Along the shoreline of the Lake were several small developments. One, Taylor’s Landing (Bijou), was built in 1861 by Almon M. (Jim) Taylor. The pier and landing were very important during the lumbering days in the valley.

John Dunlap, who had been a brakeman for the Lake Valley Railroad in 1891, returned to the south shore in 1928, to live on his flourishing dairy ranch known as Tamarack. His land ownership included what is now Gardner Mountain, Tahoe Island Park, Tahoe Keys and Tamarack Subdivision.

Once the all-year highway was completed, the Bijou area became a major residential, motel and commercial area. In 1965 it, and much of the surrounding land was incorporated as the City of South Lake Tahoe.

Near Taylor’s Landing was Tahoe’s first lakeshore hotel, Lake House or Lake Bigler House (Rowland’s Station). It was built in 1859 by William Lapham, Judge Seneca Dean and Robert Garwood Dean, the Judge’s nephew. Lake House burned in 1866 and was not replaced.

Near the Lake House was Al Tahoe Hotel (Globin’s). Built in 1908, it was “advantageously located on the State and National automobile boulevard” (the present Highway 50 is further to the southeast). Ownership changed several times over the years and, in 1924 it was purchased by Mr. and Mrs. Frank Globin. They owned it until 1965 when it was torn down.

To the north, along the west side of the Lake (Highway 89) were Camp Richardson and the Tallac House. In addition to running his resort, Alonzo Leroy “Al” Richardson operated a daily auto stage line between Tallac House and Placerville (later as far as Sacramento). In 1964 Camp Richardson was transferred to the U. S. Forest Service.

The Tallac House was built in 1873 by “Yank” Clement after he had sold his early waystation. Around 1879, Clement’s extensive holding were purchased by Elias Jackson “Lucky” Baldwin.

Baldwin was a very successful businessman, who loved trees, and one reason he purchased the land was to save it from the lumber industry (Baldwin also owned many acres of land in Southern California which would become the Los Angeles County Arboretum and Santa Anita racetrack). A new hotel, known simply as “The Tallac”, was completed in 1900. A showplace for the wealthy, it could accommodate 250 guests and seat 100 for dinner.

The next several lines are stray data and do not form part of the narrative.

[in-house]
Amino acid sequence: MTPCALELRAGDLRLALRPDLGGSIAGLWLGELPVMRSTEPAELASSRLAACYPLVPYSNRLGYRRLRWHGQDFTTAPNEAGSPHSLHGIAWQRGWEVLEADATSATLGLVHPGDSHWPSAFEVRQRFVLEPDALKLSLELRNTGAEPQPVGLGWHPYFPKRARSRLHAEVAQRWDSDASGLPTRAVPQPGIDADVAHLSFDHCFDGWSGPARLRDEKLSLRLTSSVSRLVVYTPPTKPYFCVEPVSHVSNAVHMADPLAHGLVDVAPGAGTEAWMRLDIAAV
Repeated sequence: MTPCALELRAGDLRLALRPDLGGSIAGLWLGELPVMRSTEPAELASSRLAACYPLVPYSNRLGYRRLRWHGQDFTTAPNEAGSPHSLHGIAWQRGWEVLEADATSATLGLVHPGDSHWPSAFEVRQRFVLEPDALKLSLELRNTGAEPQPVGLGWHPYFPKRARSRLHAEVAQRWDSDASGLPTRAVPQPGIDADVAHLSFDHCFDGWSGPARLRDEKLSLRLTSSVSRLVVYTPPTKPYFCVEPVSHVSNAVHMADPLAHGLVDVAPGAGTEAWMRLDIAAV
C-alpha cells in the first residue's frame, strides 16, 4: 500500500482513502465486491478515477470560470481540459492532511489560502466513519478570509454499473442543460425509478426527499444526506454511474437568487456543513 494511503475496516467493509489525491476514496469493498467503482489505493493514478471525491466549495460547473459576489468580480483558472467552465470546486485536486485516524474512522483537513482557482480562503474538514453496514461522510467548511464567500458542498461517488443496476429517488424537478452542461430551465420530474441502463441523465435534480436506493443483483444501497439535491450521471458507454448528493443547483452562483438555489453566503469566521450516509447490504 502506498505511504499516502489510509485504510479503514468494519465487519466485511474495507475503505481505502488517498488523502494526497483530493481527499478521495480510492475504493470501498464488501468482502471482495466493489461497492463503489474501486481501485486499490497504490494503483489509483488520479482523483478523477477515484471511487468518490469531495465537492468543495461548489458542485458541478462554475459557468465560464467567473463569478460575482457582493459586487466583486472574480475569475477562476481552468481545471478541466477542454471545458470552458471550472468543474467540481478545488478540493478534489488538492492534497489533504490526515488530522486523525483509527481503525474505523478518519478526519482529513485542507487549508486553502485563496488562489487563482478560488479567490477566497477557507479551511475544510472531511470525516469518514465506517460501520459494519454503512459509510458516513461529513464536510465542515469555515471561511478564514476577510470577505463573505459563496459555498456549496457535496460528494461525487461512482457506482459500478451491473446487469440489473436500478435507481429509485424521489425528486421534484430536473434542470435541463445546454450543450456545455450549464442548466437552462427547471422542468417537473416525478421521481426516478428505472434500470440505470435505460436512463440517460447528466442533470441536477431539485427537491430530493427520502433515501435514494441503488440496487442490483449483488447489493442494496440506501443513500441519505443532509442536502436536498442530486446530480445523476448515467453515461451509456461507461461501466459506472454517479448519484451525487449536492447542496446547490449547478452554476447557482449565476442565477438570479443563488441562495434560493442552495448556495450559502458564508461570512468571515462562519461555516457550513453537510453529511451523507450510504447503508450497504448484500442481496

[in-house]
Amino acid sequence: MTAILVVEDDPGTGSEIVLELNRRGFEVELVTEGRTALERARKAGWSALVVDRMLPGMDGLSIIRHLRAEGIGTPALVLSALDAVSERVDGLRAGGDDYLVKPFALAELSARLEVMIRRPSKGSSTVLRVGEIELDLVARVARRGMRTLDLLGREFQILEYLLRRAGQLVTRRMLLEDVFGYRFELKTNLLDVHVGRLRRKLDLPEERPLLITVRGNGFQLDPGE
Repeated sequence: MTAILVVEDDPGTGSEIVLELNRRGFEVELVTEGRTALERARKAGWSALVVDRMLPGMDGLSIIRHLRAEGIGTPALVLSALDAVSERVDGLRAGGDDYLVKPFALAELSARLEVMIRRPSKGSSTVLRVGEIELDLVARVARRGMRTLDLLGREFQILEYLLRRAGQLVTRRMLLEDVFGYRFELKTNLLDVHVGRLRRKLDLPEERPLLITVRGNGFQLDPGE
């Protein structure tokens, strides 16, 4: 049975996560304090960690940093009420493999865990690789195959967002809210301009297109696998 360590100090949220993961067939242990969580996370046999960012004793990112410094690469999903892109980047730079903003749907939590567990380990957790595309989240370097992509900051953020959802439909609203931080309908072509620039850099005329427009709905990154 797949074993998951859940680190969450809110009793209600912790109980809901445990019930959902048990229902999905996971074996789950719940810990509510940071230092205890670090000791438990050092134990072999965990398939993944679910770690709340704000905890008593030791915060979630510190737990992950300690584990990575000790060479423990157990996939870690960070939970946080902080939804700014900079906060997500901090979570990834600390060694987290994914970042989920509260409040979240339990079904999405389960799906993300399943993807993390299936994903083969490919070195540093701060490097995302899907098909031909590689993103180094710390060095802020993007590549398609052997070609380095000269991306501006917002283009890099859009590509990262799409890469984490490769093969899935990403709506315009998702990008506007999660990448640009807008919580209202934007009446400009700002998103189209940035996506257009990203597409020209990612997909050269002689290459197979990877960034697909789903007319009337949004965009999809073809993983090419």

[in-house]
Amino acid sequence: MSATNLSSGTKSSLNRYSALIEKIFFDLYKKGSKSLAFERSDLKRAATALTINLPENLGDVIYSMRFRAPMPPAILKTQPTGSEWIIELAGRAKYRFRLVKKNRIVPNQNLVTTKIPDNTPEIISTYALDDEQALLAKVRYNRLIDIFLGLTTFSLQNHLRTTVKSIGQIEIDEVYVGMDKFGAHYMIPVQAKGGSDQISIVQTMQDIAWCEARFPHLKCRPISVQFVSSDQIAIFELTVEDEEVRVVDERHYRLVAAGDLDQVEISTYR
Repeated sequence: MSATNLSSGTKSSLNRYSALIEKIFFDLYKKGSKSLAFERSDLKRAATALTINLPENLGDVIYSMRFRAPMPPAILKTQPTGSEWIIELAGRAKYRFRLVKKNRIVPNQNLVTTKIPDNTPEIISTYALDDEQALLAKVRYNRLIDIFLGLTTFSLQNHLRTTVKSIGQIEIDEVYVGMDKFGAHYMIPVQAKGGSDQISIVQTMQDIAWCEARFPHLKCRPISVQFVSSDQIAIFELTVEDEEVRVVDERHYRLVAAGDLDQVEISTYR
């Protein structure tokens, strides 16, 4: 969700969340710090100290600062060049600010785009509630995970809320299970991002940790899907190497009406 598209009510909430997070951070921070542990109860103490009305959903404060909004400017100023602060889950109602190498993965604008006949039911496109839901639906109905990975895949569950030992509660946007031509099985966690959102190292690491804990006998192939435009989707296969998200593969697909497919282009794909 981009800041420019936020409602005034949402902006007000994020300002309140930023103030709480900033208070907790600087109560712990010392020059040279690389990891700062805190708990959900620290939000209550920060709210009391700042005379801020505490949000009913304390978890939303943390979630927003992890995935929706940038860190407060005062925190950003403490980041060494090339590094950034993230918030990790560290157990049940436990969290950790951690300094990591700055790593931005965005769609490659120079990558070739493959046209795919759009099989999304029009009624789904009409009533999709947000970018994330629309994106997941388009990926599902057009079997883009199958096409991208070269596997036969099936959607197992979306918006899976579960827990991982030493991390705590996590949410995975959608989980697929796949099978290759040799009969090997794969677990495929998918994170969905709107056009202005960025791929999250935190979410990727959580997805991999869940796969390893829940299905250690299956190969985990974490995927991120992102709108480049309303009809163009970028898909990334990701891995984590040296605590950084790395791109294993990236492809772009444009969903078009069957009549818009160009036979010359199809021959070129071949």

With Baldwin’s death in 1909, the prominence of The Tallac faded. The old Tallac House burned in 1914 and, in 1927, Baldwin’s daughter, Anita, ordered the buildings of The Tallac demolished. The property, and the trees that Baldwin saved, are now owned by the U. S. Forest Service.

The first major residential subdivisions at the south end of the lake occurred in the 1920s and, over the next several decades, more and more lots were developed, due to the increasing demand for summer, recreational homes. With reliable all-year access available, many of these homes became permanent residences and the population continued to grow at a rapid rate.

In the 1960s many people became concerned with the rapid development of the Tahoe Basin. As a result, a unique, quite controversial, bi-state agency, the Tahoe Regional Planning Agency, was formed by the U. S. Government to regulate development.

In an attempt to maintain the clarity of the Lake, sewage was required to be exported from the Basin and new development and building were significantly restricted.

Lake Tahoe is one of the most beautiful lakes in California and Nevada, if not the country. It is a popular year-around resort area with much recreation, including boating, fishing and skiing available in California and all these, plus gaming, available on the Nevada Side. It is a wonderful place to explore for its history and beauty.

Much of the information for this story came from “Lake Valley’s Past”, compiled by Lorene Greuner, “Tales of Tahoe”, by David J. Stollery and “The saga of Lake Tahoe : a complete documentation of Lake Tahoe’s development over the last one hundred years,” by Edward Scott. All of these books and many more on this subject, are available at the El Dorado County libraries.